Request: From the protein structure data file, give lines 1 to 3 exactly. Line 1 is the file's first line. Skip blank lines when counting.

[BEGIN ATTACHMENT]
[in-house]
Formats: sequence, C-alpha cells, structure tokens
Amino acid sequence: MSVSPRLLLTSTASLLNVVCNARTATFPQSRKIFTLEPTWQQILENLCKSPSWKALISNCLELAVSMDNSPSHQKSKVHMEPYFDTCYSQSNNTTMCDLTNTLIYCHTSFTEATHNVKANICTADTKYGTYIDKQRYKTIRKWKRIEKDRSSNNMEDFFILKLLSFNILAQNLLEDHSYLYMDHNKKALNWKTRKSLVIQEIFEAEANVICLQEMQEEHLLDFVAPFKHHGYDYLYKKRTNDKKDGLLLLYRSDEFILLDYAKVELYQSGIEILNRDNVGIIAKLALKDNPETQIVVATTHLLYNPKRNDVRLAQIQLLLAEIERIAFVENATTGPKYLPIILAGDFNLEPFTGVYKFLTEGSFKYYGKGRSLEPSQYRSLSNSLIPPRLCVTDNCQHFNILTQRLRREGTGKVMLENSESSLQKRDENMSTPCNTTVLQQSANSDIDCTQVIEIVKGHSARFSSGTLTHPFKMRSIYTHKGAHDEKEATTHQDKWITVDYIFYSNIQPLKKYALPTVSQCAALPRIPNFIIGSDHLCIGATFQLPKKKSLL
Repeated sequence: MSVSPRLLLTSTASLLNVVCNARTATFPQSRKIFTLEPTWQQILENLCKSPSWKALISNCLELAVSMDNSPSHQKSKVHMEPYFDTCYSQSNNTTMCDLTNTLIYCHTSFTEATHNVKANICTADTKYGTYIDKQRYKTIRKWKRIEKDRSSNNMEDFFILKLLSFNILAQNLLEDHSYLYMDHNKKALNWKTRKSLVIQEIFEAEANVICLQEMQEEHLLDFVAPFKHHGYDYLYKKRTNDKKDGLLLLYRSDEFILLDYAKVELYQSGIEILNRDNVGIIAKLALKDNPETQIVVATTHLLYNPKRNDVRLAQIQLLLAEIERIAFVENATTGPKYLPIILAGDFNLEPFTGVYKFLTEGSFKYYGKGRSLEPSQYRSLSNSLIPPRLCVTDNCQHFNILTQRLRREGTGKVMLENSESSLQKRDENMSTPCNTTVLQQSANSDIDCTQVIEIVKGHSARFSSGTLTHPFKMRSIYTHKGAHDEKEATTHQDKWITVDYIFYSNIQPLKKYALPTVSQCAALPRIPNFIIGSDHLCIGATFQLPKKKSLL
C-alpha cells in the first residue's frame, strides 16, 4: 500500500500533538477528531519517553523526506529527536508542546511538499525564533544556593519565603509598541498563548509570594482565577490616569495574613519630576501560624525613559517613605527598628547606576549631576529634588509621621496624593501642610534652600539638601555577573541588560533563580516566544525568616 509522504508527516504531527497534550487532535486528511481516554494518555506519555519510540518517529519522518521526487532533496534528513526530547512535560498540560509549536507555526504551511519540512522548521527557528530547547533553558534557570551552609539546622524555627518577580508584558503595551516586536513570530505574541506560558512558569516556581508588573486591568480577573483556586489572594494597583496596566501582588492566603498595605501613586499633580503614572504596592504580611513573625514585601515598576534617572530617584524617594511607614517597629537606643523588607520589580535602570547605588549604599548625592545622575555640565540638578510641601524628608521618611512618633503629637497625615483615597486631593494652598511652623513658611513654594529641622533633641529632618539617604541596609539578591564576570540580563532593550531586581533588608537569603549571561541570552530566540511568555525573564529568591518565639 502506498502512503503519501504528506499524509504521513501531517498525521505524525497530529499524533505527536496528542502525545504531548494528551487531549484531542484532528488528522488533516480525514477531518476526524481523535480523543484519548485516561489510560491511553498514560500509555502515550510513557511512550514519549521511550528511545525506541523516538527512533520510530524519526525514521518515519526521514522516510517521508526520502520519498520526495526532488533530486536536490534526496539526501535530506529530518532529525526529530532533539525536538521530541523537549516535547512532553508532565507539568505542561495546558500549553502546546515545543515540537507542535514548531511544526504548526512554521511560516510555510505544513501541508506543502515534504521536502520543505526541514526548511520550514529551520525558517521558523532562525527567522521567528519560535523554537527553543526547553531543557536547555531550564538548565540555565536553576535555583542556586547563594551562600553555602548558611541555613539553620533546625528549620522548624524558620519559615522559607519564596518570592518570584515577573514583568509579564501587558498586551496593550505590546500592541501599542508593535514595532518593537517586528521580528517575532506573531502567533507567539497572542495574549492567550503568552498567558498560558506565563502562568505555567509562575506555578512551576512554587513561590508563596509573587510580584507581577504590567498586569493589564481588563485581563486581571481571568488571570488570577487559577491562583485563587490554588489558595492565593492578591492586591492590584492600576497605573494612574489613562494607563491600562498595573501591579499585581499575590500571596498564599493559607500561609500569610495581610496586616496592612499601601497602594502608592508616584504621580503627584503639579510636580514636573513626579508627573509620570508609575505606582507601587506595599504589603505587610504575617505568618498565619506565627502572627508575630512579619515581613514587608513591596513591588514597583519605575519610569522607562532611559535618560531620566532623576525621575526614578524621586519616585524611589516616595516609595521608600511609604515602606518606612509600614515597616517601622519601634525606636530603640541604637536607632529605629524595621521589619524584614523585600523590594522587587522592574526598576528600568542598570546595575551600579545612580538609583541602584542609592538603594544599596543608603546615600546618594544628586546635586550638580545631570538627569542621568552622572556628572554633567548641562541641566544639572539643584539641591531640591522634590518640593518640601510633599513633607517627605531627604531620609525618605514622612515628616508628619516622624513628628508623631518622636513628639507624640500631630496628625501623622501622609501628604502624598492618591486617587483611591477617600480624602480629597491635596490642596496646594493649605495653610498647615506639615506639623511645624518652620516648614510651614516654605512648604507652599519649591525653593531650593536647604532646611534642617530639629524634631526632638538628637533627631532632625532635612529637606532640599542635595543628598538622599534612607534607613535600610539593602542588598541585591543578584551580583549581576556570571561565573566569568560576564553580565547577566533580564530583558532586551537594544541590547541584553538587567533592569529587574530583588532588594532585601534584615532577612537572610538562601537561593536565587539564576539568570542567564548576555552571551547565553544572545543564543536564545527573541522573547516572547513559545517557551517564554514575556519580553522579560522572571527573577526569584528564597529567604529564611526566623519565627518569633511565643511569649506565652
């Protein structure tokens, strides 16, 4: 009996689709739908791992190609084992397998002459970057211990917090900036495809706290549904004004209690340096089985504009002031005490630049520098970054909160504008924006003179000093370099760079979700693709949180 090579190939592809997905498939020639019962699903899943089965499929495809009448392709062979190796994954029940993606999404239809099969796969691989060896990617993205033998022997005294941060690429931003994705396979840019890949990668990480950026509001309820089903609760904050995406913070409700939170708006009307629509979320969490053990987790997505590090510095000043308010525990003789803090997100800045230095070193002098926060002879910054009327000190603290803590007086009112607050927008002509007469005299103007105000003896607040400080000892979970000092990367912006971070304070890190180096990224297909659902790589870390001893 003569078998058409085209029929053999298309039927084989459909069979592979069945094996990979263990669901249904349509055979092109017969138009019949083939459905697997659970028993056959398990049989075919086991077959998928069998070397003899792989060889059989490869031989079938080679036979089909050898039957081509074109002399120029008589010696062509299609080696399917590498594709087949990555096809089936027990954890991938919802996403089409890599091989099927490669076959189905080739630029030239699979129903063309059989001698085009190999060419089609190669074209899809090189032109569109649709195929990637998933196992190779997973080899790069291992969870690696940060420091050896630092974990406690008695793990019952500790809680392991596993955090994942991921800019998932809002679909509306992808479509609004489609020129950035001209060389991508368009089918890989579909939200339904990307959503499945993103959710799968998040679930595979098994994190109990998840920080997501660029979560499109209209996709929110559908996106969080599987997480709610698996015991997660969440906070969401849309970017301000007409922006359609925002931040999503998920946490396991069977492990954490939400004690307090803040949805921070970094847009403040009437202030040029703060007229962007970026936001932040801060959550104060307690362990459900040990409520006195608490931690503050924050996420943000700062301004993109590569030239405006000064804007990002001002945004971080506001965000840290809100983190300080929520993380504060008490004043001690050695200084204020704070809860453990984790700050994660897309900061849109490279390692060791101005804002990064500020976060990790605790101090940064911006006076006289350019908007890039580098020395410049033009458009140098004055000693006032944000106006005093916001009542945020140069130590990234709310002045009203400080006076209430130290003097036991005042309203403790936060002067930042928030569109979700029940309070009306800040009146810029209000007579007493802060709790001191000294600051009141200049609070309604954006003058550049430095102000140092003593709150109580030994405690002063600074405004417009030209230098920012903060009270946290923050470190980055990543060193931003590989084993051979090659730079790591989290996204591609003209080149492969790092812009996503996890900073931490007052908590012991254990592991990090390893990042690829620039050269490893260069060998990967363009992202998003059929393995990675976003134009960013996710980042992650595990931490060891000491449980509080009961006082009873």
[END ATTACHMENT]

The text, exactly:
[in-house]
Formats: sequence, C-alpha cells, structure tokens
Amino acid sequence: MSVSPRLLLTSTASLLNVVCNARTATFPQSRKIFTLEPTWQQILENLCKSPSWKALISNCLELAVSMDNSPSHQKSKVHMEPYFDTCYSQSNNTTMCDLTNTLIYCHTSFTEATHNVKANICTADTKYGTYIDKQRYKTIRKWKRIEKDRSSNNMEDFFILKLLSFNILAQNLLEDHSYLYMDHNKKALNWKTRKSLVIQEIFEAEANVICLQEMQEEHLLDFVAPFKHHGYDYLYKKRTNDKKDGLLLLYRSDEFILLDYAKVELYQSGIEILNRDNVGIIAKLALKDNPETQIVVATTHLLYNPKRNDVRLAQIQLLLAEIERIAFVENATTGPKYLPIILAGDFNLEPFTGVYKFLTEGSFKYYGKGRSLEPSQYRSLSNSLIPPRLCVTDNCQHFNILTQRLRREGTGKVMLENSESSLQKRDENMSTPCNTTVLQQSANSDIDCTQVIEIVKGHSARFSSGTLTHPFKMRSIYTHKGAHDEKEATTHQDKWITVDYIFYSNIQPLKKYALPTVSQCAALPRIPNFIIGSDHLCIGATFQLPKKKSLL